TECO 2030 has been granted NOK 50 million in Norwegian government support for its development of hydrogen fuel cells, which will lead to the creation of up to 500 new jobs in northern Norway by 2030 and contribute to reducing greenhouse gas emissions.
“What TECO 2030 is doing is pioneering work that has the potential to change shipping, cut emissions and create new jobs in northern Norway. This is inspiring work, and I wish TECO 2030 the best of luck with their exciting project,” says the Norwegian Minister of Trade and Industry, Jan Christian Vestre.
“I am convinced that many of the good and green solutions that will contribute to changing the world will come from Norwegian workplaces. That is why I find TECO 2030’s development project incredibly exciting,” says Vestre.
The support has been granted by Innovation Norway, which is the Norwegian government's most important instrument for innovation and development of Norwegian enterprises and industry.
Highest amount awarded to one single project so far in 2021
The funding Innovation Norway has now awarded to TECO 2030 is the highest amount it has granted to one single project so far this year.
The funding will go towards the development and testing of the TECO 2030 Marine Fuel Cell, the first fuel cell system in the world that is specifically designed for use onboard ships and on other heavy-duty applications.
“Our support to TECO 2030 is one of several contributions to the green transition in Norway,” says Håkon Haugli, Chief Executive Officer of Innovation Norway.
“At the same time, we see that their project could in the long run create a significant number of jobs in Narvik. Our task is to contribute to business development throughout Norway, and we believe that TECO 2030’s solutions have great potential, both in the Norwegian market, and internationally,” says Haugli.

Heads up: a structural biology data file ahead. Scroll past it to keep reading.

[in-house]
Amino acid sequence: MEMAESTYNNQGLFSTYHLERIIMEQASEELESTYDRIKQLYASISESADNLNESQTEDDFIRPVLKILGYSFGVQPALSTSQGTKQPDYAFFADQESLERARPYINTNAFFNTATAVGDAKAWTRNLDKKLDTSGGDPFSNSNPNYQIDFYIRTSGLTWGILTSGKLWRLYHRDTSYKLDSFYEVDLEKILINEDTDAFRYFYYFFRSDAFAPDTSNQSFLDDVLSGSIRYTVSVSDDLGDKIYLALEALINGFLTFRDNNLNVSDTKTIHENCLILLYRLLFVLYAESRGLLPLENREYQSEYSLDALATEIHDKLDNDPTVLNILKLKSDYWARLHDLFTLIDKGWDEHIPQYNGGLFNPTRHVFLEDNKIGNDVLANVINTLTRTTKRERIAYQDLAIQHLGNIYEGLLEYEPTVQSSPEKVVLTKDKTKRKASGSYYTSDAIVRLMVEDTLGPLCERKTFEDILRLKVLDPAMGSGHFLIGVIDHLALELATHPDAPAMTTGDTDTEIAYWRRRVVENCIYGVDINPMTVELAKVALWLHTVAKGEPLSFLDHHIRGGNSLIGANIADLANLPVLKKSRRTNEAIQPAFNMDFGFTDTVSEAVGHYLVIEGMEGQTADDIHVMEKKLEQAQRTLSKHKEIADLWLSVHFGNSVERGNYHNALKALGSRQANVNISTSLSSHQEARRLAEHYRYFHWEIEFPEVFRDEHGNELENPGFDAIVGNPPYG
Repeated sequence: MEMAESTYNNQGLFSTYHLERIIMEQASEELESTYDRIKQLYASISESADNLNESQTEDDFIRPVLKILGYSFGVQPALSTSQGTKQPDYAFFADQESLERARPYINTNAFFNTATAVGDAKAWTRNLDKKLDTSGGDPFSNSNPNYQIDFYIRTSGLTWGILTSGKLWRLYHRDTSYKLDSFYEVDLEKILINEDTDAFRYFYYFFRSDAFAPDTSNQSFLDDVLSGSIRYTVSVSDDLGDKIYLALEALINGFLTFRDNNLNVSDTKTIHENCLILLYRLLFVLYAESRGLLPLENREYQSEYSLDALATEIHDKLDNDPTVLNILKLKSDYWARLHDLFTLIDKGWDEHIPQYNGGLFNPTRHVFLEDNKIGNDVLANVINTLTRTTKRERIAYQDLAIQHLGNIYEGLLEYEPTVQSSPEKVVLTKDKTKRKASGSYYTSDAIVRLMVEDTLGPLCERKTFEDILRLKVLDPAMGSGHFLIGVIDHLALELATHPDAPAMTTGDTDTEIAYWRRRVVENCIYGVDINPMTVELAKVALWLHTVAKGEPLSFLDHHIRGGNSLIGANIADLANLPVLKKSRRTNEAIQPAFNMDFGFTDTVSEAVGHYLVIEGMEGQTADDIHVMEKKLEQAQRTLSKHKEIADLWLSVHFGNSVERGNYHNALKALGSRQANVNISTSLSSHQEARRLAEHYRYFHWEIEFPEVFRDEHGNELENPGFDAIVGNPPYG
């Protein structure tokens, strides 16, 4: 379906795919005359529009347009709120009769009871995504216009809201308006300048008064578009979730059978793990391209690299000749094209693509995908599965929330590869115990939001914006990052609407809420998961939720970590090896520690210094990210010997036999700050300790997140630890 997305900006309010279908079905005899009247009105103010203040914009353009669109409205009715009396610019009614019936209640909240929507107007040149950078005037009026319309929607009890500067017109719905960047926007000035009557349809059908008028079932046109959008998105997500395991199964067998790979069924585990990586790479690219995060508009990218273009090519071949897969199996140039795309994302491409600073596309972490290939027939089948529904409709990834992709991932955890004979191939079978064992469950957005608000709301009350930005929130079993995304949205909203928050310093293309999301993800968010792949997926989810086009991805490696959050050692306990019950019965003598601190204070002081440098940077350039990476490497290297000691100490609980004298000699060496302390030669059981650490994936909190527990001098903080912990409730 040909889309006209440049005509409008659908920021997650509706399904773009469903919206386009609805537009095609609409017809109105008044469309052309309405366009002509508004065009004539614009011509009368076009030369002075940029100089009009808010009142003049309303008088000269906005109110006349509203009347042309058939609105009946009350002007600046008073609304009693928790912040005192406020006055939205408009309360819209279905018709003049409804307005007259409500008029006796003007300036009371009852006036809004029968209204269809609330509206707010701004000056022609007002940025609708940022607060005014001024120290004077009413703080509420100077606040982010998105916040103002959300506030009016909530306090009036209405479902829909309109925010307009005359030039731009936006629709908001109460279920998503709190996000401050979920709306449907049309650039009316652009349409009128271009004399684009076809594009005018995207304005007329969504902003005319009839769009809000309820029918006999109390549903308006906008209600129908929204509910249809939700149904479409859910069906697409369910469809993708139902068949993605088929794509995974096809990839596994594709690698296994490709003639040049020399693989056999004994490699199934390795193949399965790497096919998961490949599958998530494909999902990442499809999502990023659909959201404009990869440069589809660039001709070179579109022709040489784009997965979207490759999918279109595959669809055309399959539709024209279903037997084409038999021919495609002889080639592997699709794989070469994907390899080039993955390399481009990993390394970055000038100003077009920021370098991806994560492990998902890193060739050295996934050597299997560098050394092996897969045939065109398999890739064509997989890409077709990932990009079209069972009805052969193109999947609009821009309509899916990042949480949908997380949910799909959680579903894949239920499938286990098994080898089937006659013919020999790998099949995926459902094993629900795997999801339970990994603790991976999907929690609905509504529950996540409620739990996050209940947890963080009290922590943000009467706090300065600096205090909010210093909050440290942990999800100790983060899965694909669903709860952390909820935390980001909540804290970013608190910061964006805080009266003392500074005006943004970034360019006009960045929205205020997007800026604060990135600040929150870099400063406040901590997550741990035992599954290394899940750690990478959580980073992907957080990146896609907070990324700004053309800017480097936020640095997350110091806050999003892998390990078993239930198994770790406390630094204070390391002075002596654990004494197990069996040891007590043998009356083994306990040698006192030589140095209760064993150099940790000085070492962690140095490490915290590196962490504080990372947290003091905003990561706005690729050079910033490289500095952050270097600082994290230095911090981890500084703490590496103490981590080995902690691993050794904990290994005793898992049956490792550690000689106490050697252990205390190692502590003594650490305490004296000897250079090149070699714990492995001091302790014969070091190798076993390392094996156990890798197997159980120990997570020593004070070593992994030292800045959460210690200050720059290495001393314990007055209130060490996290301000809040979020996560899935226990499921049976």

Green value creation in northern Norway
TECO 2030 will produce fuel cells at its new combined factory and innovation center in Narvik in northern Norway, the TECO 2030 Innovation Center. The plant will become Norway’s first large-scale production of hydrogen fuel cells.
“We are absolutely thrilled that Innovation Norway has decided to support our work on developing hydrogen fuel cells. This clearly shows that the Norwegian government believes in our technology and our plans, and we are very happy and grateful for that,” says Tore Enger, Chief Executive Officer of TECO 2030 ASA.
“With support from the Norwegian government, we will continue our work on developing fuel cells and establishing a factory in Narvik where these will be produced. This plant will contribute to economic growth and the creation of new, green jobs in northern Norway,” Enger says.
“The fuel cells we will produce here will help to reduce the environmental and climate impacts of ships and other heavy-duty applications and enable them to cut their emissions to zero,” he says.
A prerequisite for receiving the support from Innovation Norway is that TECO 2030 raises around NOK 160 million in additional funding from other investors before the end of March 2023.
TECO 2030 has already been granted up to NOK 5.4 million in indirect government support in the form of tax deductions for developing the plant’s first semi-automated production line, as announced in September.
Will create up to 500 new jobs in Narvik
Over the next ten years, TECO 2030 expects total investments in the plant to amount to up to NOK 1 billion. During that period, up to 500 new jobs may be created in Narvik within development, pilot production and full-scale production.